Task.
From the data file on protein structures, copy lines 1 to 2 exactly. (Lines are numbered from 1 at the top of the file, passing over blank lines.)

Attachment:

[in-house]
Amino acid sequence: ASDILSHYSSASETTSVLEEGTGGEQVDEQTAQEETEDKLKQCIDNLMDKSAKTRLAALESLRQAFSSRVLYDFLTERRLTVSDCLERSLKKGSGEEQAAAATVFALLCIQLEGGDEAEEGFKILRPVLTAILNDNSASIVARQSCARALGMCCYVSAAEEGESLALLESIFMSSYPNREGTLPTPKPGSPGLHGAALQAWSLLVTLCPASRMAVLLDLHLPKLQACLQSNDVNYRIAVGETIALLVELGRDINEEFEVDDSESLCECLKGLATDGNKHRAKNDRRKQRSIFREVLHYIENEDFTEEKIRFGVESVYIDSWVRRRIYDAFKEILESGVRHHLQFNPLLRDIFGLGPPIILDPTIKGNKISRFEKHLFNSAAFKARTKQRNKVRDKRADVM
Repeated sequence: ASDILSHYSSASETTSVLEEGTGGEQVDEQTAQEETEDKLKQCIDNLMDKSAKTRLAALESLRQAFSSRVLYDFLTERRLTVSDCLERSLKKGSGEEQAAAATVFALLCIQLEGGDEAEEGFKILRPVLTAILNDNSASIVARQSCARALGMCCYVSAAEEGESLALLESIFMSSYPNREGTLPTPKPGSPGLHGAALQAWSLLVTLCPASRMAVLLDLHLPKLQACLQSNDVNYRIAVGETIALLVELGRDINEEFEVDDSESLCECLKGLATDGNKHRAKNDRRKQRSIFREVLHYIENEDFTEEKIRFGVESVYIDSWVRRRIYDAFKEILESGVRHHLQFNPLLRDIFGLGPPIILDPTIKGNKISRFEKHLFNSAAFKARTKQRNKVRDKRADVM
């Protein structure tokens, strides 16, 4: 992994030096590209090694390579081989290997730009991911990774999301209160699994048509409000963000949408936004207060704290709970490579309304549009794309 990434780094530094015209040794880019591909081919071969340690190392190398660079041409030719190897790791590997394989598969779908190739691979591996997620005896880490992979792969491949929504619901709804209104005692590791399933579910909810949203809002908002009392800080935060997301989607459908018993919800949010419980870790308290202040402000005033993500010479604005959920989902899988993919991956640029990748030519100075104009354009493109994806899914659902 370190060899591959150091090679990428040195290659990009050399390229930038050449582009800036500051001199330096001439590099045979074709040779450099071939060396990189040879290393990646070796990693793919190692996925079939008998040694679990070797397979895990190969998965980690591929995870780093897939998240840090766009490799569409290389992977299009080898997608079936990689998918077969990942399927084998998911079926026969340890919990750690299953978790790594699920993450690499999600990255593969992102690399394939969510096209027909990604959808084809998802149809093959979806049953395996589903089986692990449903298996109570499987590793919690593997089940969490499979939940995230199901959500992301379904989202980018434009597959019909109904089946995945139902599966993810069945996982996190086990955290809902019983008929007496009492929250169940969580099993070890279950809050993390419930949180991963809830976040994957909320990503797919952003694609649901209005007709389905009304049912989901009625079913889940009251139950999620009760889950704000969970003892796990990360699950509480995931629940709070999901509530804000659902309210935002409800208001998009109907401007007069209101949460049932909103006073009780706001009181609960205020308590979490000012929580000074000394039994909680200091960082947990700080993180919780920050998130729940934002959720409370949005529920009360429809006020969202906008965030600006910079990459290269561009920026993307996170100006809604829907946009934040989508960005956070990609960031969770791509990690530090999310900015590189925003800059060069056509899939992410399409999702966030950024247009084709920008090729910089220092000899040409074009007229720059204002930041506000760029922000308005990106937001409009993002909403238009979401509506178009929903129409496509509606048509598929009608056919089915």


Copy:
[in-house]
Amino acid sequence: ASDILSHYSSASETTSVLEEGTGGEQVDEQTAQEETEDKLKQCIDNLMDKSAKTRLAALESLRQAFSSRVLYDFLTERRLTVSDCLERSLKKGSGEEQAAAATVFALLCIQLEGGDEAEEGFKILRPVLTAILNDNSASIVARQSCARALGMCCYVSAAEEGESLALLESIFMSSYPNREGTLPTPKPGSPGLHGAALQAWSLLVTLCPASRMAVLLDLHLPKLQACLQSNDVNYRIAVGETIALLVELGRDINEEFEVDDSESLCECLKGLATDGNKHRAKNDRRKQRSIFREVLHYIENEDFTEEKIRFGVESVYIDSWVRRRIYDAFKEILESGVRHHLQFNPLLRDIFGLGPPIILDPTIKGNKISRFEKHLFNSAAFKARTKQRNKVRDKRADVM